gtsummary + R Markdown

The {gtsummary} package was written to be a companion to the {gt} package from RStudio. But not all output types are supported by the {gt} package. Therefore, we have made it possible to print {gtsummary} tables with various engines.

Output Types

Here’s a summary of the various R Markdown output types and the print engines that support them.

Print Engine Function HTML PDF RTF Word

as_gt()

as_flex_table()

as_hux_table()

as_kable_extra()

as_kable()

as_tibble()

Key
Output fully supported
Formatted output, but missing indentation, footnotes, spanning headers
No formatted output
Output not supported
Under development

Any {gtsummary} table can be converted to one of the types in the table above. For example, the code below prints a {gtsummary} table as a {flextable} table, instead of the default {gt} table.

tbl_summary(trial) %>%
  as_flex_table()

Default Printer

Tables printed with {gtsummary} can be seamlessly integrated into R markdown documents. Currently, {gt} supports HTML output, with LaTeX and RTF planned for the future. The table below summarizes the default print engine utilized for {gtsummary} tables for various R Markdown output formats.

Output Type Default Engine Details

HTML

{gt}

{gt} output is fully supported with HTML output.

PDF

kable

You may force printing with {gt} by converting a {gtsummary} object to {gt} with as_gt(), e.g. tbl_summary(trial) %>% as_gt(). PDF output is under development in the {gt} package. You may get a gorgeous table, but you may also get an error or a malformed table.

RTF

kable

You may force printing with {gt} by converting a {gtsummary} object to {gt} with as_gt(), e.g. tbl_summary(trial) %>% as_gt(). RTF output is under development in the {gt} package. You may get a gorgeous table, but you may also get an error or a malformed table.

Word

flextable

{flextable} is the default print engine for Word output, as {gt} does not support Word. If {flextable} is not installed, kable is used.

When a table is printed with kintr::kable() the resulting table is less full featured compared to a table printed with {gt}. For example, the table will not contain footnotes, spanning headers, or row indentation.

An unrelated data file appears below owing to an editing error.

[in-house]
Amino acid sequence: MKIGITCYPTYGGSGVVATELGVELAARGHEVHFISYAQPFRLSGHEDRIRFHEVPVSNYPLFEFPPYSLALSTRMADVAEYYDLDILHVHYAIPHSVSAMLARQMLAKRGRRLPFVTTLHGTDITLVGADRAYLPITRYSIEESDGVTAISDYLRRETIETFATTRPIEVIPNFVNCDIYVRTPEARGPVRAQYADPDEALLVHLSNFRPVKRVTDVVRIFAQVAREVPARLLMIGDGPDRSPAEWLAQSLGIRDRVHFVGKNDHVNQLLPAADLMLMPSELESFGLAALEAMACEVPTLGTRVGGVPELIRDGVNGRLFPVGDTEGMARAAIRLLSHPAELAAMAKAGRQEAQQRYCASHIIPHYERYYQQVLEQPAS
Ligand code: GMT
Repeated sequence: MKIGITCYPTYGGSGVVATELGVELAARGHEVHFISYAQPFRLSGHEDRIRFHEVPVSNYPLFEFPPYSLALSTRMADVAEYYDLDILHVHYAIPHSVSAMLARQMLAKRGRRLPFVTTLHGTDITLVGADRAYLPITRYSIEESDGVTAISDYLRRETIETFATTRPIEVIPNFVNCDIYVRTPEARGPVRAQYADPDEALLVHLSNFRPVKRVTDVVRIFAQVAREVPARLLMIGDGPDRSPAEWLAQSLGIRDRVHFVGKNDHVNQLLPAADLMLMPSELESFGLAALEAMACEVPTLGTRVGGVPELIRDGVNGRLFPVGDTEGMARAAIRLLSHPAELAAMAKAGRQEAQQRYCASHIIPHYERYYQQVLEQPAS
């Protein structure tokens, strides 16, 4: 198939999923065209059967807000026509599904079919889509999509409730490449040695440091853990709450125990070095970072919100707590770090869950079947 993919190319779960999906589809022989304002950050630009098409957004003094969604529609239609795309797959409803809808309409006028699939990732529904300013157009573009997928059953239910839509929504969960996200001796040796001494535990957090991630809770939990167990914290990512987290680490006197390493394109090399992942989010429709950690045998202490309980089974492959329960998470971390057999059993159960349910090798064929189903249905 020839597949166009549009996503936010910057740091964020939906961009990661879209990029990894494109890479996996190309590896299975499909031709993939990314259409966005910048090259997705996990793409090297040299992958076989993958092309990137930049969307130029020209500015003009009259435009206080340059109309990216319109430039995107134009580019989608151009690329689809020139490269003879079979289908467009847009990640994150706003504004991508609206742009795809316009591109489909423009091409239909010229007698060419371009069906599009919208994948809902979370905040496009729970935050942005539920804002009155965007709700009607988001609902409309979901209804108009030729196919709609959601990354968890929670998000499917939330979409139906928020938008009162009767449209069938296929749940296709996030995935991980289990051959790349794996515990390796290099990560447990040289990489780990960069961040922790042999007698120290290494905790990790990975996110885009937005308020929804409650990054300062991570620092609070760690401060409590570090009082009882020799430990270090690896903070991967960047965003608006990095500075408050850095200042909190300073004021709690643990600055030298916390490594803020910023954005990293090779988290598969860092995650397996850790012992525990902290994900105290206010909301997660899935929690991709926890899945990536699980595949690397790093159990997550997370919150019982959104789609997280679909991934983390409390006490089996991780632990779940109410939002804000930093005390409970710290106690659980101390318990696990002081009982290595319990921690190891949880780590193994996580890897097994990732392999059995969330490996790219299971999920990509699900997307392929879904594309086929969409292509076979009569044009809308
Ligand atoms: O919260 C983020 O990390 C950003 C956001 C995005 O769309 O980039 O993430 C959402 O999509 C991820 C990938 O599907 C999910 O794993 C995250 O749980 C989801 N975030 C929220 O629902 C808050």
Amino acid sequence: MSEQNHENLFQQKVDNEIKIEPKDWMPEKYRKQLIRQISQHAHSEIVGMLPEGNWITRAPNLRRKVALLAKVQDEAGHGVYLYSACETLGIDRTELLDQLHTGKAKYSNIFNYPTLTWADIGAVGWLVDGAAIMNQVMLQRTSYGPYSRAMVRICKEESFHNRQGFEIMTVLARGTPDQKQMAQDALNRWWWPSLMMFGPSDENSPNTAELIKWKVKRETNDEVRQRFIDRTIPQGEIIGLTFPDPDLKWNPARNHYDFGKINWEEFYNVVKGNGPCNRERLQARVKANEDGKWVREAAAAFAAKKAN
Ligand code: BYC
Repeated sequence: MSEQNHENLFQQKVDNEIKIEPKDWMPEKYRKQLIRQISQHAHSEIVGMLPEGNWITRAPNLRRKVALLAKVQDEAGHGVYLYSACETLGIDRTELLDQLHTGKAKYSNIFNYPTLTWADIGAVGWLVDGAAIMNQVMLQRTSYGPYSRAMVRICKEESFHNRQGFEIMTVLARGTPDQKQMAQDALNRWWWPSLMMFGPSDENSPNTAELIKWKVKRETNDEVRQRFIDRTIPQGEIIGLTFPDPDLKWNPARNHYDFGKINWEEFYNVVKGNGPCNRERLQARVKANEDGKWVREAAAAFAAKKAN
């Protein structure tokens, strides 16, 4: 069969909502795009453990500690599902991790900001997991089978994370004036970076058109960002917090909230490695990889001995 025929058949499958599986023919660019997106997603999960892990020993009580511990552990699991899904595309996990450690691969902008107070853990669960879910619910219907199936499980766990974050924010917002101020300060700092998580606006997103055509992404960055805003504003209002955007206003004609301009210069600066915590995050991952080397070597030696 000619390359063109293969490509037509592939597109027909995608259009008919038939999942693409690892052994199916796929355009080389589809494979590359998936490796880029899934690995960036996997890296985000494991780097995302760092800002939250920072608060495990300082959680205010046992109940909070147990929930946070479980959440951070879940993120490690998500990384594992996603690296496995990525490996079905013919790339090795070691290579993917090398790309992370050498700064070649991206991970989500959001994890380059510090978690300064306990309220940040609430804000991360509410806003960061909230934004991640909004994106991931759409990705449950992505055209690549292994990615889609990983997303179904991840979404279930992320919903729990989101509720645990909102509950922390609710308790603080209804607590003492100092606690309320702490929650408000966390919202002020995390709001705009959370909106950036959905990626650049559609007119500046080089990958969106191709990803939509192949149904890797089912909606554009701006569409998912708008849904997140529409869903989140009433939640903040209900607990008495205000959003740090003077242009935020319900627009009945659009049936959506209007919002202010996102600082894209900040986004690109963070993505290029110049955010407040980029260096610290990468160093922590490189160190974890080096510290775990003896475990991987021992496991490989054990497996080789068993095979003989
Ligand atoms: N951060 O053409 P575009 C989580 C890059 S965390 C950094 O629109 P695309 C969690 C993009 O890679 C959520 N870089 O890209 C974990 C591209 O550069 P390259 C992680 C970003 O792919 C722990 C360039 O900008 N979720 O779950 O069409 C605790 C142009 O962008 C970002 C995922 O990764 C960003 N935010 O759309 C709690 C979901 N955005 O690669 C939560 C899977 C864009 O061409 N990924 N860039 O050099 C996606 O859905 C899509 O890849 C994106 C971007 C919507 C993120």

Example R Markdown Report

An example R markdown report using {gtsummary} has been included with the package. To open the example file, run the following command in the R console.

library(gtsummary)
system.file(package = "gtsummary") %>%
  file.path("rmarkdown_example/gtsummary_rmarkdown_html.Rmd") %>%
  file.edit()

LaTeX

To print {gtsummary} tables using LaTeX, utilize one of the supporting print engines.

# build gtsummary table
tbl <- tbl_summary(trial)

# using the {gt} package
as_gt(tbl) %>% gt::as_latex()

# using the {huxtable} package
as_hux_table(tbl) %>% huxtable::to_latex()

# using the {kableExtra} package
as_kable_extra(tbl, format = "latex")

# using the knitr::kable function
as_kable(tbl, format = "latex")

Images

Use the {gt} package’s gt::gtsave() function to save images of {gtsummary} tables.

tbl_summary(trial) %>%    # build gtsummary table
  as_gt() %>%             # convert to gt table
  gt::gtsave(             # save table as image
    filename = "my_table_image.png"
  )

Tips

When printing {gt} or {gtsummary} tables in a loop, use print() and results = 'asis' in the R markdown chunk.

```{r loop_print, results = 'asis'}
for (i in 1) {
  tbl <- tbl_summary(trial)   # build gtsummary table
  print(tbl)                  # print table
}
```

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